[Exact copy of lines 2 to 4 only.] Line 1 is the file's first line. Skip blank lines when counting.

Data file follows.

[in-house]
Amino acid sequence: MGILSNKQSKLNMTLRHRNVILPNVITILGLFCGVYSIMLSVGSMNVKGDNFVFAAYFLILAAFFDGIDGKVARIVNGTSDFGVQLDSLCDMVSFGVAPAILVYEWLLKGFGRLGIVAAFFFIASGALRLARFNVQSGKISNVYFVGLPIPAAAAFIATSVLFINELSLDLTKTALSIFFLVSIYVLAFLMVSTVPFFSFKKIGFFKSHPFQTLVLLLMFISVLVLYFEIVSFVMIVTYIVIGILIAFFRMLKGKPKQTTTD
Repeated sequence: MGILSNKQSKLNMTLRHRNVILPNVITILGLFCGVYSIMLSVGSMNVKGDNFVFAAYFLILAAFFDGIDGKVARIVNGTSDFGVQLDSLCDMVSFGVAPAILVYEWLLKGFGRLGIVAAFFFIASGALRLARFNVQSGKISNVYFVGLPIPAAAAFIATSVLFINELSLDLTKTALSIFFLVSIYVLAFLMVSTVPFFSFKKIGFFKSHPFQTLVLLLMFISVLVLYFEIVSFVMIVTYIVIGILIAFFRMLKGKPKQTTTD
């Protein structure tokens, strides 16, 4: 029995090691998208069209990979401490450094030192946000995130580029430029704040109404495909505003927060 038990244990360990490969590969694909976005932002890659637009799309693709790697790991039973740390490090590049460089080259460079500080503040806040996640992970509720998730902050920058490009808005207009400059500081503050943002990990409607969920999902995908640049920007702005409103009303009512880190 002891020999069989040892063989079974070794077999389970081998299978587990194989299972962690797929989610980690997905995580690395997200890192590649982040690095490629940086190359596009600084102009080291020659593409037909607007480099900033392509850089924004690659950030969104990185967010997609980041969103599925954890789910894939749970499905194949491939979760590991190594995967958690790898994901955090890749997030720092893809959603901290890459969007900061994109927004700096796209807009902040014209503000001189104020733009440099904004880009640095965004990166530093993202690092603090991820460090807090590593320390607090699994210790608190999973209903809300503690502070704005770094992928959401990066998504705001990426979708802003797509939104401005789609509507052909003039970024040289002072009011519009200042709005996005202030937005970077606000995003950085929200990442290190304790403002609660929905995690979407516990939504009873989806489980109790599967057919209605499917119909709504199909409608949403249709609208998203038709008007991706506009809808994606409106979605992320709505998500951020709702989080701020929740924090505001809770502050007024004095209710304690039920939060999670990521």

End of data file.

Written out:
Amino acid sequence: MGILSNKQSKLNMTLRHRNVILPNVITILGLFCGVYSIMLSVGSMNVKGDNFVFAAYFLILAAFFDGIDGKVARIVNGTSDFGVQLDSLCDMVSFGVAPAILVYEWLLKGFGRLGIVAAFFFIASGALRLARFNVQSGKISNVYFVGLPIPAAAAFIATSVLFINELSLDLTKTALSIFFLVSIYVLAFLMVSTVPFFSFKKIGFFKSHPFQTLVLLLMFISVLVLYFEIVSFVMIVTYIVIGILIAFFRMLKGKPKQTTTD
Repeated sequence: MGILSNKQSKLNMTLRHRNVILPNVITILGLFCGVYSIMLSVGSMNVKGDNFVFAAYFLILAAFFDGIDGKVARIVNGTSDFGVQLDSLCDMVSFGVAPAILVYEWLLKGFGRLGIVAAFFFIASGALRLARFNVQSGKISNVYFVGLPIPAAAAFIATSVLFINELSLDLTKTALSIFFLVSIYVLAFLMVSTVPFFSFKKIGFFKSHPFQTLVLLLMFISVLVLYFEIVSFVMIVTYIVIGILIAFFRMLKGKPKQTTTD
């Protein structure tokens, strides 16, 4: 029995090691998208069209990979401490450094030192946000995130580029430029704040109404495909505003927060 038990244990360990490969590969694909976005932002890659637009799309693709790697790991039973740390490090590049460089080259460079500080503040806040996640992970509720998730902050920058490009808005207009400059500081503050943002990990409607969920999902995908640049920007702005409103009303009512880190 002891020999069989040892063989079974070794077999389970081998299978587990194989299972962690797929989610980690997905995580690395997200890192590649982040690095490629940086190359596009600084102009080291020659593409037909607007480099900033392509850089924004690659950030969104990185967010997609980041969103599925954890789910894939749970499905194949491939979760590991190594995967958690790898994901955090890749997030720092893809959603901290890459969007900061994109927004700096796209807009902040014209503000001189104020733009440099904004880009640095965004990166530093993202690092603090991820460090807090590593320390607090699994210790608190999973209903809300503690502070704005770094992928959401990066998504705001990426979708802003797509939104401005789609509507052909003039970024040289002072009011519009200042709005996005202030937005970077606000995003950085929200990442290190304790403002609660929905995690979407516990939504009873989806489980109790599967057919209605499917119909709504199909409608949403249709609208998203038709008007991706506009809808994606409106979605992320709505998500951020709702989080701020929740924090505001809770502050007024004095209710304690039920939060999670990521």